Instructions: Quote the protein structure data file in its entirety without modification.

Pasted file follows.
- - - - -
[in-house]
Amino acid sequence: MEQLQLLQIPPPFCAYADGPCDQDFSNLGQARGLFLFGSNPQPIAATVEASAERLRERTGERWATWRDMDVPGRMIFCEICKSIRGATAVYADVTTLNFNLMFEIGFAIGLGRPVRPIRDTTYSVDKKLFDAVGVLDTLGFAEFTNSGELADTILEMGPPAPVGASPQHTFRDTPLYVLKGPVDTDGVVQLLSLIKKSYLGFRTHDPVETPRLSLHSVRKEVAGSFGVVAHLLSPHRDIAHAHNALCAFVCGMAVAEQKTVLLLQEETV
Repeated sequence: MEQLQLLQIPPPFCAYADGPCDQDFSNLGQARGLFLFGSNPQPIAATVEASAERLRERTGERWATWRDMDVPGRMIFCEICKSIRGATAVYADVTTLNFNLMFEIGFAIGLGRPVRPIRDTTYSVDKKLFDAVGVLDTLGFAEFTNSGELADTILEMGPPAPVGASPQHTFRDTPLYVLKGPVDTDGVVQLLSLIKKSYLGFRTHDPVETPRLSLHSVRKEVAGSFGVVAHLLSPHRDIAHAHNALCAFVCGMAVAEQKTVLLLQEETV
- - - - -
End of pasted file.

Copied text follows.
[in-house]
Amino acid sequence: MEQLQLLQIPPPFCAYADGPCDQDFSNLGQARGLFLFGSNPQPIAATVEASAERLRERTGERWATWRDMDVPGRMIFCEICKSIRGATAVYADVTTLNFNLMFEIGFAIGLGRPVRPIRDTTYSVDKKLFDAVGVLDTLGFAEFTNSGELADTILEMGPPAPVGASPQHTFRDTPLYVLKGPVDTDGVVQLLSLIKKSYLGFRTHDPVETPRLSLHSVRKEVAGSFGVVAHLLSPHRDIAHAHNALCAFVCGMAVAEQKTVLLLQEETV
Repeated sequence: MEQLQLLQIPPPFCAYADGPCDQDFSNLGQARGLFLFGSNPQPIAATVEASAERLRERTGERWATWRDMDVPGRMIFCEICKSIRGATAVYADVTTLNFNLMFEIGFAIGLGRPVRPIRDTTYSVDKKLFDAVGVLDTLGFAEFTNSGELADTILEMGPPAPVGASPQHTFRDTPLYVLKGPVDTDGVVQLLSLIKKSYLGFRTHDPVETPRLSLHSVRKEVAGSFGVVAHLLSPHRDIAHAHNALCAFVCGMAVAEQKTVLLLQEETV